City to Build Private Housing on NYCHA Land



The Elliott Houses are one of the housing developments owned by the New York City Housing Authority in Midtown West. NYCHA wants to include market-price units in some future developments. Photo: Annie Zak.

In Midtown West, the Chelsea Houses, Elliott Houses, Harborview Terrace, Fulton Houses and Amsterdam Houses, scattered from West 15th Street to West 61st Street, provide apartments through the New York City Housing Authority (NYCHA) for an estimated 6,182 New Yorkers. But both city officials and NYCHA residents wonder about the future of New York’s storied projects, especially in Midtown West, where development is imminent.

On Sept. 24, NYCHA Chairman John B. Rhea announced initiatives to bring life—and revenue—back to the city’s projects. His main plan: To build private housing on underbuilt, NYCHA-owned land, both affordable and more expensive market rate units.

Rhea made the announcement at a breakfast sponsored by the Association for a Better New York (ABNY), which is, according to Deputy Director Jordan Isenstadt, a “non-profit, non-partisan organization” that joins the business, civic, labor and government communities of New York City “to come up with innovative solutions to the problems of the day.” It has “no formal role” in the process of building developments on NYCHA land.

The release by NYCHA stated, “this new initiative would offer NYCHA-owned sites for the development of market rate and affordable housing, and, in some cases, ground-floor commercial and retail development.” NYCHA hopes to generate more revenue by integrating market rate private housing into the plan.

Beyond that statement of intent, there were few specifics. “We know there are certainly real estate developers in our network who would be interested in the proposal,” said Isenstadt. “I wouldn’t be comfortable saying who that might be if they actually are interested. [I’m] thinking about real estate developers who have historically built affordable housing or built in the outer boroughs.”

ABNY’s chairman is Bill Rudin, also the President of Rudin Management Company, Inc., a real estate company which ABNY’s website says “has championed the convergence of old properties, both residential and commercial, into technology smart buildings.” Rudin Management Company, Inc.’s Executive Vice President John J. Gilbert III said in an e-mail response to a question about whether the company would seek to put in a bid to build on NYCHA land, “We do not comment on this type of request.”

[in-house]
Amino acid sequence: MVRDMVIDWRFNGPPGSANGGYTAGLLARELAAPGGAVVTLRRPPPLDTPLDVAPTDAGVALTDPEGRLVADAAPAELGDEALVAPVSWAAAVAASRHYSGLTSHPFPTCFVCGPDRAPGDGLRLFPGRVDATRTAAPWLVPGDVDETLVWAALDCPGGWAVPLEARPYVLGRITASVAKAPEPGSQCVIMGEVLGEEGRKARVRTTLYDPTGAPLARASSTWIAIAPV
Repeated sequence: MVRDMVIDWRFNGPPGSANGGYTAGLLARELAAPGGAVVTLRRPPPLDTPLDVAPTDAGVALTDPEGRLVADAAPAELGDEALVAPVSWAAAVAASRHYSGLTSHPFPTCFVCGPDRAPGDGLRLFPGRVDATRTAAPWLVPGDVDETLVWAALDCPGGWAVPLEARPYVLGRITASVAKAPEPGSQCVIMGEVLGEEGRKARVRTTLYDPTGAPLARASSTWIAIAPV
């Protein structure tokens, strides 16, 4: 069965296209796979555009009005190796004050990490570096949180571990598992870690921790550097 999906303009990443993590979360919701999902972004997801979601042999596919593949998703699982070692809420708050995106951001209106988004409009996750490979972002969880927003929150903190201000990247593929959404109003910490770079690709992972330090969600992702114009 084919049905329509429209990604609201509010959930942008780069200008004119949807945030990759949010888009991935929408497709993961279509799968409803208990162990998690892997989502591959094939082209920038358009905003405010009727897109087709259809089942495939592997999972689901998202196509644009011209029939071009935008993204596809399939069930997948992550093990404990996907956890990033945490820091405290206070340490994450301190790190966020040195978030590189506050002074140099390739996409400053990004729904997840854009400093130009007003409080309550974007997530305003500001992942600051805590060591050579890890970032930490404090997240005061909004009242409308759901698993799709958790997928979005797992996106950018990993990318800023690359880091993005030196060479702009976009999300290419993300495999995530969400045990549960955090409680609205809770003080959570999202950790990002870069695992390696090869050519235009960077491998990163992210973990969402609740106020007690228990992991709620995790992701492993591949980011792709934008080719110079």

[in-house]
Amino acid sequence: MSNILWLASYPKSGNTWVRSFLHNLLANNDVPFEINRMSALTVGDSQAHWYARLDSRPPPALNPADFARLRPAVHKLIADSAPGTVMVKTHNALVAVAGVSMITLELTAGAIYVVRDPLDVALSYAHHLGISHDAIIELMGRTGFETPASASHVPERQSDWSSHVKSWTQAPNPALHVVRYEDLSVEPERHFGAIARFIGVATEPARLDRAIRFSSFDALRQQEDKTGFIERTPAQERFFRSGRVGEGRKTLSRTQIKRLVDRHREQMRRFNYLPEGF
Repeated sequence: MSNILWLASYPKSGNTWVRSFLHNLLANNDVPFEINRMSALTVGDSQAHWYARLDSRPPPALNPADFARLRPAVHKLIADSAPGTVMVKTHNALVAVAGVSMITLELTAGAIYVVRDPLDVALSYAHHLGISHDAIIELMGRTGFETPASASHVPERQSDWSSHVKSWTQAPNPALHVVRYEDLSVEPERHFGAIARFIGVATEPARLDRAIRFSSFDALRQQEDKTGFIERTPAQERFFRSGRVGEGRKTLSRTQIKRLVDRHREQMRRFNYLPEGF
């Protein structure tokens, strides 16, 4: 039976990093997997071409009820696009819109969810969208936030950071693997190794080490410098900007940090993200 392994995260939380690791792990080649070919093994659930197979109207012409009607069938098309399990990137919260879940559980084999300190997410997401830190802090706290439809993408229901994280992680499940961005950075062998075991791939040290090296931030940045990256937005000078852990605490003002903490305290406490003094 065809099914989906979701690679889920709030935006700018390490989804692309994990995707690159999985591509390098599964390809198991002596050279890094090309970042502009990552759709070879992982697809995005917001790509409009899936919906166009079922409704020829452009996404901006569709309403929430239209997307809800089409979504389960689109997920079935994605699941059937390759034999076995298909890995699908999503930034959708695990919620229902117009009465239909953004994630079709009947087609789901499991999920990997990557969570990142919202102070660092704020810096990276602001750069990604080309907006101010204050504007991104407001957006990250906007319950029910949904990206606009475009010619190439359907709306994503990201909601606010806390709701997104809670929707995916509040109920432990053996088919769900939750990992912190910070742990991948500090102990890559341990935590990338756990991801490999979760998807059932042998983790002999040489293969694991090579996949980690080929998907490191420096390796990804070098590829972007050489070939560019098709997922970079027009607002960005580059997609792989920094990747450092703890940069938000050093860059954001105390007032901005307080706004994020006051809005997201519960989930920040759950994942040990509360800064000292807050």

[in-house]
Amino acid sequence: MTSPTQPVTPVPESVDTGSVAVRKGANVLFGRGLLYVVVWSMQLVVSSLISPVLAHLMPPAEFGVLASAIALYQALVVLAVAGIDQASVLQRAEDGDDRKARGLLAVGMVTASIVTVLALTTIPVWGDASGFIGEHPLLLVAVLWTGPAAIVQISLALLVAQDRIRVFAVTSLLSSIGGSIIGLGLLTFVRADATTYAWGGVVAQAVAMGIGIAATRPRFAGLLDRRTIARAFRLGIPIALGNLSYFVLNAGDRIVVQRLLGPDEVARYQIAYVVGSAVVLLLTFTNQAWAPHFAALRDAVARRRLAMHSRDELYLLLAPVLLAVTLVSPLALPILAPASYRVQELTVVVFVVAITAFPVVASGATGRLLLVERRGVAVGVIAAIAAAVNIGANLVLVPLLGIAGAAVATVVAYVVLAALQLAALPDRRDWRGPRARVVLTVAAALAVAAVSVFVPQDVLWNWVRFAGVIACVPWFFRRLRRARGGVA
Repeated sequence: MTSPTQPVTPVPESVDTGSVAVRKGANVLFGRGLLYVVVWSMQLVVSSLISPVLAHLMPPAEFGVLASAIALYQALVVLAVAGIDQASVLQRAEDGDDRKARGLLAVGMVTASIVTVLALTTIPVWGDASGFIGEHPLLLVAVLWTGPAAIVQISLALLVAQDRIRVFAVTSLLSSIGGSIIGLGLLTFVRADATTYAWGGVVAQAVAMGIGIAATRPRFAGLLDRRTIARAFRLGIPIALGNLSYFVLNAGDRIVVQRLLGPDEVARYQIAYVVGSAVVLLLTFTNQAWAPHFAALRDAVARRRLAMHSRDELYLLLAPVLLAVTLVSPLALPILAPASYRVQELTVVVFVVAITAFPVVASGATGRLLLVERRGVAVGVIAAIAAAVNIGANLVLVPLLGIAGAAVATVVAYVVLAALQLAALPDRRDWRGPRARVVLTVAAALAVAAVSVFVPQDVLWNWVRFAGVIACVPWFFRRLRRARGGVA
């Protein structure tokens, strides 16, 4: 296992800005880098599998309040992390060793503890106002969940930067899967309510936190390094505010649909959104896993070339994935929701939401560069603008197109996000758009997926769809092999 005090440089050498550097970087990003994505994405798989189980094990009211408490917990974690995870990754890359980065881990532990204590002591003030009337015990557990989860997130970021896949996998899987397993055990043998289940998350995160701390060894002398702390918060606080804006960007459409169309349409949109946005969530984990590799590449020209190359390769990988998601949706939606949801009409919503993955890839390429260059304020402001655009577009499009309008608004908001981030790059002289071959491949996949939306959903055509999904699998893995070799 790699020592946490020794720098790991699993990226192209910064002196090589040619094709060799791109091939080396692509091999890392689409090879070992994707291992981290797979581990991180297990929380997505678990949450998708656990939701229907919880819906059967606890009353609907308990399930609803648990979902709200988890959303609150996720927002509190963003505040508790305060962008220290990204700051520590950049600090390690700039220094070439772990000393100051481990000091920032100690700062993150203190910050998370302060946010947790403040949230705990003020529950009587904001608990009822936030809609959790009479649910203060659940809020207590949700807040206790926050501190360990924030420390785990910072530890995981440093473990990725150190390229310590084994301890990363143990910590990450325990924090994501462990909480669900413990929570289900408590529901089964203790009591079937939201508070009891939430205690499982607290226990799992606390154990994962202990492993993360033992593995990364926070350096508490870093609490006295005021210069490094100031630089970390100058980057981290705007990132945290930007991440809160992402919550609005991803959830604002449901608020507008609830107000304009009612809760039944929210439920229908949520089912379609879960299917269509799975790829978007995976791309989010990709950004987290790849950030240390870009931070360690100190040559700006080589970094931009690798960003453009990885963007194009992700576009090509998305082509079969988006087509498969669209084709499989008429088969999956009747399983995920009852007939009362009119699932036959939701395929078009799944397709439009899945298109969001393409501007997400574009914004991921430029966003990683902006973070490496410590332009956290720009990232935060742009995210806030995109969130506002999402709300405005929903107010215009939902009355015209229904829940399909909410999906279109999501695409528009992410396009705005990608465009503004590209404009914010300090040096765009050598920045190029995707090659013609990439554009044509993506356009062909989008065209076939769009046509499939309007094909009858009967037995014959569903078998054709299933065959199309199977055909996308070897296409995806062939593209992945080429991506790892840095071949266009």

A source familiar with the city’s real estate market said he does not think Rudin Management Company, Inc. will be involved in bidding to build housing or commercial property on NYCHA land, but that Muss Development LLC, located on East 119th Street, might be a prospective bidder. Russ Colchamiro at the Marino Organization handles public relations for Muss, and said, “We don’t have anything to contribute to your story.”

This isn’t the first time NYCHA has built private housing on its land. Earlier this year, the private Elliott-Chelsea affordable housing—not to be confused with the public housing projects, Chelsea Houses and Elliott Houses just around the corner—was built on NYCHA land at 401 West 25th St., at the corner of Ninth Ave., by Artimus Construction. This affordable housing development created 168 new apartments for low- and middle-income residents.

The announcement does, however, mark a much larger private housing construction project than NYCHA has previously undertaken, and the unprecedented inclusion of market rate apartments along with affordable housing.

ABNY’s website said that the land to be built upon may include NYCHA-owned parking lots and park land. Rhea said that no public housing will be demolished and no residents displaced in the process of building this new housing. When asked whether NYCHA has decided to develop on any of its lots in Midtown West, specifically, a NYCHA spokesperson said, “we are still in the process of engaging residents, elected officials and other stakeholders,” but the organization could not specify how they are reaching out to residents.

John Lee Compton, a neighborhood resident who sits on the Land Use Committee of Community Board 4, said he was unaware that NYCHA had announced plans to build market rate housing on the land it owns; he had only heard about plans to build affordable housing. “We hope to build a building on the Fulton [Houses] parking lot,” said Compton, though he mentioned it was intended to be affordable housing much like the Elliott-Chelsea units. Other than that, he isn’t sure which lots might be open to construction.

Pamela Wolff, who sits on the Housing, Health and Human Services Committee in Community Board 4 and is also co-chair of the Landmarks Committee, says she opposes the housing authority’s plans to build market rate housing on land they own. However, she also acknowledges that finding a place to live is an issue in Midtown West.

“[We’ve] always been trying to find ways to build affordable housing for low-income and middle-income residents,” said Wolff.